- - Thursday, September 28, 2017

ANALYSIS/OPINION:

Despite all the troubles America faces, at home and abroad, President Trump has made kneeling in protest while the national anthem is performed at NFL games his No. 1 issue.

In the past week, Mr. Trump has fired off a dozen tweets or more condemning any football player who takes the knee during the opening patriotic ceremony, urging the NFL to adopt a rule prohibiting such behavior, and demanding that players who do be fired.

“Wouldn’t you love to see one of these NFL owners, when somebody disrespects our flag, to say, ‘Get that son of a b - - - h off the field right now. Out! He’s fired. He’s fired!’” Mr. Trump said at a campaign-style rally last Friday in Huntsville, Ala.

What followed was an explosion of divisive controversy, bitter debate and fierce arguments that made headlines across the country.

When last weekend’s games began, “Virtually all NFL players on the sidelines before kickoff of Sunday’s slate of 14 games locked arms with each other in response to Mr. Trump’s three-day campaign,” The Washington Post reported.

“The silent rebuke to the president, determined independently by each of the 28 NFL teams in action Sunday, represented an unprecedented collective action and show of solidarity among players,” the newspaper reported.

Some players on other teams knelt, others stood, and some remained in their locker room during the pre-game ceremony.

But on the whole it was a demonstration of solidarity among players, coaches and owners against Mr. Trump’s effort to turn a protest, sparked by former San Francisco 49ers quarterback Colin Kaepernick, into, well, a political football.

Many team owners issued statements defending the rights of their players to express themselves on issues that trouble them. And in Mr. Kaepernick’s case, it was the growing number of young blacks killed by police in recent years.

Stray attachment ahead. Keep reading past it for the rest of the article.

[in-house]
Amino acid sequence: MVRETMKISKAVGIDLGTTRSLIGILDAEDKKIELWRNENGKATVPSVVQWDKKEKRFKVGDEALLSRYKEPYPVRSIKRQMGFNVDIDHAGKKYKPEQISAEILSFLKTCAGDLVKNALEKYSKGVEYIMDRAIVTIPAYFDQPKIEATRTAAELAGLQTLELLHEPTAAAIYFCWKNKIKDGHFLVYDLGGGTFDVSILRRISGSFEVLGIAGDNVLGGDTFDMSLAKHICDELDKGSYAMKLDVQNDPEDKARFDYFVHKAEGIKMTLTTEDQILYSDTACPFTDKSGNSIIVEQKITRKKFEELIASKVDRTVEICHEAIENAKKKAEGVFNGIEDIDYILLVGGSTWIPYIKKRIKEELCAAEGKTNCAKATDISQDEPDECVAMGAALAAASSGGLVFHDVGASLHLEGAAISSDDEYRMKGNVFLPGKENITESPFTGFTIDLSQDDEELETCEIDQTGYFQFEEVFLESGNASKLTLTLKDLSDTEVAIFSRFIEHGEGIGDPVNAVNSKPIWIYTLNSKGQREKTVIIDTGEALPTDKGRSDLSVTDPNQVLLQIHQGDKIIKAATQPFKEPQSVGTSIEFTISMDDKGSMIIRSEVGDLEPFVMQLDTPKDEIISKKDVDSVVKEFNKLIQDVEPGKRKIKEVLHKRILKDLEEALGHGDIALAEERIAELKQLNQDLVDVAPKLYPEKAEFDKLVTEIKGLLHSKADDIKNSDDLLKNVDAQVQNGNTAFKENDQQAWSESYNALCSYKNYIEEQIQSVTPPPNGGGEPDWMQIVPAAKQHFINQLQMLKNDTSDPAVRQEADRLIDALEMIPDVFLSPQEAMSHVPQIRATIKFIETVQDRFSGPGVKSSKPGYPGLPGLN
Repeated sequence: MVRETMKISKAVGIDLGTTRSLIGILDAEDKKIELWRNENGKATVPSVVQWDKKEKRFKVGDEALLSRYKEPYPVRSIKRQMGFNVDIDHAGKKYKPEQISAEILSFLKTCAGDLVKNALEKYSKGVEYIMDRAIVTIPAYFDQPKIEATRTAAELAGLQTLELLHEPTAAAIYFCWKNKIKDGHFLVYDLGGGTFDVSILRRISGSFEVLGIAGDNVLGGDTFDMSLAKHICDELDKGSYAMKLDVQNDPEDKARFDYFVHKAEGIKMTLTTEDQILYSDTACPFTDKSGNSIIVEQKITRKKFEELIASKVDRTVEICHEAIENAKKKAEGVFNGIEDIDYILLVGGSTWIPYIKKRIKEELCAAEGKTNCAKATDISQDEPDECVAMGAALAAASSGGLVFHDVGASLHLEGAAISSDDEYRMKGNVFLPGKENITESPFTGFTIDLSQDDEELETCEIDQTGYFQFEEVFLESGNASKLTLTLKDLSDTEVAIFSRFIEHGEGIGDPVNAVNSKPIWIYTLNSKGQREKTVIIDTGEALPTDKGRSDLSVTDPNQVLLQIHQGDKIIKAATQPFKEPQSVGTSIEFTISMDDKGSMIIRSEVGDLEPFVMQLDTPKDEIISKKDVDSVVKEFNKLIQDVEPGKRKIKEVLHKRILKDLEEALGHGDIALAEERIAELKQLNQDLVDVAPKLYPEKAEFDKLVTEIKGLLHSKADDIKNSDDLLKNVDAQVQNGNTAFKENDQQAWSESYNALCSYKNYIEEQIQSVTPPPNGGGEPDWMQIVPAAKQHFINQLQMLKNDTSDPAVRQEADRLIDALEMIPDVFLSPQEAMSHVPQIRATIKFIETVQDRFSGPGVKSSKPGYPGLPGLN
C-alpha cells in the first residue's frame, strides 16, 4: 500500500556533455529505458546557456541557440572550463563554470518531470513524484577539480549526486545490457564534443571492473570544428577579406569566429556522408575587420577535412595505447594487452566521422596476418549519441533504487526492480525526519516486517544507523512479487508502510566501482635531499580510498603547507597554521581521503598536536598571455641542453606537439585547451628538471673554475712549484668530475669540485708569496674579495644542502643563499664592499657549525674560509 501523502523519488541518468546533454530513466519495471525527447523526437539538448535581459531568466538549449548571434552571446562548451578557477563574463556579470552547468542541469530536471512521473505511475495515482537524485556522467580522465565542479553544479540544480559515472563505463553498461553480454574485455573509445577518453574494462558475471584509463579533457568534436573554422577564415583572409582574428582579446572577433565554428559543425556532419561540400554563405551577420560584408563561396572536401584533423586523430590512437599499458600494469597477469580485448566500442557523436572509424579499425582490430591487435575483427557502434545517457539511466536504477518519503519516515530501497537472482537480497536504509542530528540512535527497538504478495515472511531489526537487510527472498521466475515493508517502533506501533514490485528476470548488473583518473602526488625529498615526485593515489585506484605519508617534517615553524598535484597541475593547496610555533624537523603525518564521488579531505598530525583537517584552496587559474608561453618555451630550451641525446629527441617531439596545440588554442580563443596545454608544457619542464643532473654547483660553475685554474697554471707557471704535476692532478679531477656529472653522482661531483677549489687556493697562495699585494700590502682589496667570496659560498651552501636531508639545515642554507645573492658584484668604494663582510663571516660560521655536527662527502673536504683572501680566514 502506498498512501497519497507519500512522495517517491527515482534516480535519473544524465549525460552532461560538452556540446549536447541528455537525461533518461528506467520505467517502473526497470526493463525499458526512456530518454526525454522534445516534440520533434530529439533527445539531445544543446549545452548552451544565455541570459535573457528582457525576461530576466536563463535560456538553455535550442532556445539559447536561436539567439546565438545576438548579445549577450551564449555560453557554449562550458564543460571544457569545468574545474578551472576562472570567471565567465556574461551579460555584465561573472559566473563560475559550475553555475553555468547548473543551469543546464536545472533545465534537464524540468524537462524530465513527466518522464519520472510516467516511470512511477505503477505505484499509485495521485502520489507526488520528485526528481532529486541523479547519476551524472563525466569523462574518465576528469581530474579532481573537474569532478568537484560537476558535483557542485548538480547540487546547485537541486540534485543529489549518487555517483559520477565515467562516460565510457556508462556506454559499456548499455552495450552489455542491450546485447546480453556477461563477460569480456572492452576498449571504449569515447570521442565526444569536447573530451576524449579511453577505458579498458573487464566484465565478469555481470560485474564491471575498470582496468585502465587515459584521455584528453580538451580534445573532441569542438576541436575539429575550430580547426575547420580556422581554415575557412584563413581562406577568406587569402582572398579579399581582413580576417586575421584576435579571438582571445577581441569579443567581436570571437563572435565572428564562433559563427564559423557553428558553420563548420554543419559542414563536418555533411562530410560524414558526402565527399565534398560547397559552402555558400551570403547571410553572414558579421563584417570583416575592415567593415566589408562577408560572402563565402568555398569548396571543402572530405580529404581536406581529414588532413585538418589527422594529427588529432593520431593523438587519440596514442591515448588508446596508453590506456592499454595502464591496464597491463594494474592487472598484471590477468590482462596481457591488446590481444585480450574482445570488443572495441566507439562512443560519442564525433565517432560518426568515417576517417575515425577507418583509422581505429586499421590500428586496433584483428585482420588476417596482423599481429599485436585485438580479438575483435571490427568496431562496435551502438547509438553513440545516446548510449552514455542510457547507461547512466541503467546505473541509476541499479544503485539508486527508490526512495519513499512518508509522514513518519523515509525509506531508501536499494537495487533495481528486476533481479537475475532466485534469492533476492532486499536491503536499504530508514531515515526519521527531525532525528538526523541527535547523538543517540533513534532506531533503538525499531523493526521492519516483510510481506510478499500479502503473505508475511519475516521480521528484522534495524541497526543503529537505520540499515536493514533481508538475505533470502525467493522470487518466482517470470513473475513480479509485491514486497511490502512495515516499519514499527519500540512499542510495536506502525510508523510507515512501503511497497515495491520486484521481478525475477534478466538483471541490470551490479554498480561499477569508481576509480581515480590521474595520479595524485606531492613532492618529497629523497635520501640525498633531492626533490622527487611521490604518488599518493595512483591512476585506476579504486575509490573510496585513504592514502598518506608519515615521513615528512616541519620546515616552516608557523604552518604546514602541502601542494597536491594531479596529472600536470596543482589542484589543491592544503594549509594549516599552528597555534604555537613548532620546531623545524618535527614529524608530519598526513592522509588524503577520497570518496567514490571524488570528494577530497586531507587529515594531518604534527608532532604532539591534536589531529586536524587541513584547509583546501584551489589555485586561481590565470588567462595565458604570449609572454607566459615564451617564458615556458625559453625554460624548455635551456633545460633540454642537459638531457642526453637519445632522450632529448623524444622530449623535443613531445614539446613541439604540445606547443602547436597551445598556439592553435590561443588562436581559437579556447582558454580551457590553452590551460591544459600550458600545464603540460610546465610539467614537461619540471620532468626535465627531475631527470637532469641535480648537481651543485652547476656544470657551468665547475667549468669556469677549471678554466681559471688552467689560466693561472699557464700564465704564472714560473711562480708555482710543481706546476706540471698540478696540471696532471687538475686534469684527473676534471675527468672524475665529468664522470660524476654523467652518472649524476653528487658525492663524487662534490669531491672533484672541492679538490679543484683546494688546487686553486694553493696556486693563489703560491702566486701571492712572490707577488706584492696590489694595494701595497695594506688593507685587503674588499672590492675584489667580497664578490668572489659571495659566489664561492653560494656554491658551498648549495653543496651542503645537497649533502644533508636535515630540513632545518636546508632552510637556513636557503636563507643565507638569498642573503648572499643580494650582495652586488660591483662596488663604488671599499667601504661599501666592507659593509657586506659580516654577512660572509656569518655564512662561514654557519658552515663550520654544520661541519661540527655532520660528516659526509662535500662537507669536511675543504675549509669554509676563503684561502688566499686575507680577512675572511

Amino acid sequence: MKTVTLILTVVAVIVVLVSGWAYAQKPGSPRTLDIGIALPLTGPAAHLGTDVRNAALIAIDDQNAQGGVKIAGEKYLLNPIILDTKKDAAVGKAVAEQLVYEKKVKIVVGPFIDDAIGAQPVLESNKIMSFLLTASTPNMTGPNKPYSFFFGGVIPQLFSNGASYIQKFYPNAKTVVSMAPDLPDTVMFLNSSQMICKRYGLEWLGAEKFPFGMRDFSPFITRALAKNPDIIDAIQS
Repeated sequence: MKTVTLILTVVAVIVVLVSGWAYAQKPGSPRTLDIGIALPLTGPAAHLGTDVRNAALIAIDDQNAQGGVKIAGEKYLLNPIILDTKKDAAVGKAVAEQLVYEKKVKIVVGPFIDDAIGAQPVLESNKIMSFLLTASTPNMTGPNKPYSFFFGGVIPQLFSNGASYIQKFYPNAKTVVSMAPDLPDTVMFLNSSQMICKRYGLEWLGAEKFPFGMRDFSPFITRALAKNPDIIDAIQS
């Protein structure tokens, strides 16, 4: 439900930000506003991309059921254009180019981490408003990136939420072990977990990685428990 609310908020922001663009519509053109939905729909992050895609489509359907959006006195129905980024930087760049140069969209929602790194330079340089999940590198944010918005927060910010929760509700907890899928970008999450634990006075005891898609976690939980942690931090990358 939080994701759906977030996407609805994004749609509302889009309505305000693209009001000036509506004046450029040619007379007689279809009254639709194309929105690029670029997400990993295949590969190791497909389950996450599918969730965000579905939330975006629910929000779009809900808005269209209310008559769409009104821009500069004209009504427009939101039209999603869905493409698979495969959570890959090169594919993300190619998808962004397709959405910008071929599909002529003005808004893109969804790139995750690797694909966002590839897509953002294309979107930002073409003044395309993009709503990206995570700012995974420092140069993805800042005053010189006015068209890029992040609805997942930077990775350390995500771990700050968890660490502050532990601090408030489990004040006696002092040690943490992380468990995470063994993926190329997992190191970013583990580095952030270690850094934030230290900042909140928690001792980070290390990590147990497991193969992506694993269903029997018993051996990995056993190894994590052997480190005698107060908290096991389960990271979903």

One of them was New England Patriots owner Robert Kraft who has been one of Mr. Trump’s strongest supporters who donated $1 million to his inaugural. But now Mr. Kraft said he was “deeply disappointed” in the president’s remarks.

“There is no greater unifier in this country than sports and, unfortunately, nothing more divisive than politics,” Mr. Kraft said in his statement on Sunday that contained this cautionary advice for Mr. Trump:

“I think our political leaders could learn a lot from the lessons of teamwork and the importance of working together toward a common goal.”

But Mr. Trump, seeking to boost his declining job approval polls, had seized a political issue that plays to his political base.

However, this time he picked on a popular sport whose core strategy is built on “team work.”

Tom Brady, the New England Patriots’ star quarterback, and a longtime friend of Mr. Trump, made it clear he didn’t like the president’s attacks, either.

“I certainly disagree with what he said,” Mr. Brady remarked on WEEI in Boston. “I thought it was just divisive.”

The storm of controversy Mr. Trump ignited was reminiscent of a raging political battle many years ago over crazy left-wing protesters who burned the American flag.

It led to widespread calls for legislation to make such an activity a crime that turned into a major political issue, especially war veterans.

American Legion Magazine at the time asked me to interview former Secretary of State Colin Powell, and to specifically seek his views about it.

But Mr. Powell made it clear in no uncertain terms that he opposed any such action.

In a letter to Vermont Sen. Patrick Leahy on May 18, 1999, Mr. Powell wrote this:

“The First Amendment exists to insure that freedom of speech and expression applies not just to that which we agree or disagree, but also that which we find outrageous.

“I would not amend that great shield of democracy to hammer a few miscreants. The flag will still be flying proudly long after they have slunk away.”

The First Amendment to the United States Constitution states that “Congress shall make no law abridging the freedom of speech “

That amendment has been challenged many times in the courts over the course of our history, but has never been overturned.

In 1989, in a case where a protester set fire to a flag, the U.S. Supreme Court ruled in Texas vs. Johnson that flag burning is protected by the First Amendment’s Free Speech clause.

Among all of the ills and issues that threaten our nation and our way of life, the president has to carefully choose which ones deserve his attention.

Focusing on the actions of one aggrieved, unemployed football player, who wants to express his justifiable anger over racial transgressions by refusing to stand during the national anthem, pales in comparison to the bigger issues that confront our country.

Mr. President, let’s get back to the business of running our country.

When players and others ‘take a knee’

Donald Lambro is a syndicated columnist and contributor to The Washington Times.

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